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Apple has a lot of industry weight and can make or break technologies simply through putting their support behind them or ignoring altogether. As an example, their refusal to adopt Flash has quickened its inevitable demise, whilst their support of HTML5 has caused an uptick in usage across the web.
During the Cupertino-based giant’s developer conference last week, Apple encouraged the encryption of all websites and apps through the use of HTTPS by default.
In the pre-release documentation for iOS 9, the company wrote: “If you’re developing a new app, you should use HTTPS exclusively. If you have an existing app, you should use HTTPS as much as you can right now, and create a plan for migrating the rest of your app as soon as possible.”
Apple is using a new privacy feature called App Transport Security to sway developers: “App Transport Security (ATS) lets an app add a declaration to its Info.plist file that specifies the domains with which it needs secure communication. ATS prevents accidental disclosure, provides secure default behavior, and is easy to adopt. You should adopt ATS as soon as possible, regardless of whether you’re creating a new app or updating an existing one.”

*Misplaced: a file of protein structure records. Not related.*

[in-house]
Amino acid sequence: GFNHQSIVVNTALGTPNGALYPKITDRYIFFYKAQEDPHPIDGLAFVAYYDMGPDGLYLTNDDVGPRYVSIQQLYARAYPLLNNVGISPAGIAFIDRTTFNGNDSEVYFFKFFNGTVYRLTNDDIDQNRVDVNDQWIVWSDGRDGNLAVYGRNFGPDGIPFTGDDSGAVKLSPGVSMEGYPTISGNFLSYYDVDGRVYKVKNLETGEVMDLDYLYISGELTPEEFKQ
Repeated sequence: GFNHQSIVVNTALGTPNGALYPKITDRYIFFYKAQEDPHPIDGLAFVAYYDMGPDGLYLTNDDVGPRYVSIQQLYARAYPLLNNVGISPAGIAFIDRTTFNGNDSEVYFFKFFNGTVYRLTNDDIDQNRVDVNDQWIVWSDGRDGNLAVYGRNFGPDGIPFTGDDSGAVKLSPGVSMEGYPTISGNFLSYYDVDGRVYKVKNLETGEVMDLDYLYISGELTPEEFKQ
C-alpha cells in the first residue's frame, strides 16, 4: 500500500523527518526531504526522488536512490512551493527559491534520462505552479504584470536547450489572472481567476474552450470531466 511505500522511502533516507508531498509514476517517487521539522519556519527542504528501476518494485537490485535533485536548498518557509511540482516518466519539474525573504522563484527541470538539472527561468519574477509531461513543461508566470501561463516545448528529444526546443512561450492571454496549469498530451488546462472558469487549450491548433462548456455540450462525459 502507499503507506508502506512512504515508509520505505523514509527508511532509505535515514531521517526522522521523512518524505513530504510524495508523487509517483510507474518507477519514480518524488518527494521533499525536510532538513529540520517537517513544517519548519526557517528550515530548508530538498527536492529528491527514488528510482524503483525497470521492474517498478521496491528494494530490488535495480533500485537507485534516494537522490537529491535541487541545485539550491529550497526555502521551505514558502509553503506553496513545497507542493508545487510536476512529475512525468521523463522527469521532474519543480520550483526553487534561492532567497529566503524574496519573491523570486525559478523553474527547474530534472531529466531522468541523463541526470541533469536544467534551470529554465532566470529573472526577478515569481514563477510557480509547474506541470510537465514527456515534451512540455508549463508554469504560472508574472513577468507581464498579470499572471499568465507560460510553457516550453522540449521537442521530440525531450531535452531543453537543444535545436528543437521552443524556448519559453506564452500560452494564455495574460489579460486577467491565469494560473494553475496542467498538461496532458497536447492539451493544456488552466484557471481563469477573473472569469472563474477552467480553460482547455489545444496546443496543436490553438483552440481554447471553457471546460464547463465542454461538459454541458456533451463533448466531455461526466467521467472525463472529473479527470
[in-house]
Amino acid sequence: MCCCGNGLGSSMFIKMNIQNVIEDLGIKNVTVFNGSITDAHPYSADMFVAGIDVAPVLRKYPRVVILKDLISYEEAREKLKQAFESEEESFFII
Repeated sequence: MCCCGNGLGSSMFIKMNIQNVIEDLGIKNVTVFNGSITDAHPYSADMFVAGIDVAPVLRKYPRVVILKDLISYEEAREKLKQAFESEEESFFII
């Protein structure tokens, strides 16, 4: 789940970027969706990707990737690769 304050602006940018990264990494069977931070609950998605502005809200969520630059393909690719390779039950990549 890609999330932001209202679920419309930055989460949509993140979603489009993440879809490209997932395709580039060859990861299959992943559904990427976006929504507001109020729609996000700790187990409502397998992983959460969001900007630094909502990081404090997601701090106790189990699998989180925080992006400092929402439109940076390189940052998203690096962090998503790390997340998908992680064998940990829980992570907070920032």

It’s not just Apple which is promoting the adoption of encryption. The White House has ordered all federal websites to be encrypted by the beginning of 2017 – just days after an alleged hack by the Syrian Electronic Army into the US Army’s website that defaced it with messages such as: “Your commanders admit they are training the people they have sent you to die fighting.”
Microsoft is making it simple for website developers to enforce HTTPS connections to their site in its new ‘Edge’ browser through a new feature known as HSTS (HTTP Strict Transport Security.)
Greg Norcie, staff technologist with the Center for Democracy and Technology, said: “The writing is on the wall – HTTPS is the future, and those who have not adopted it need to develop a plan to do so before the decision is made for them, either by users who prefer a provider that respects the security of their personal data, or by regulators who may view failing to enable HTTPS as failing to adopt industry best practices.”
Do you think Apple should force developers to “exclusively” use HTTPS? Let us know in the comments.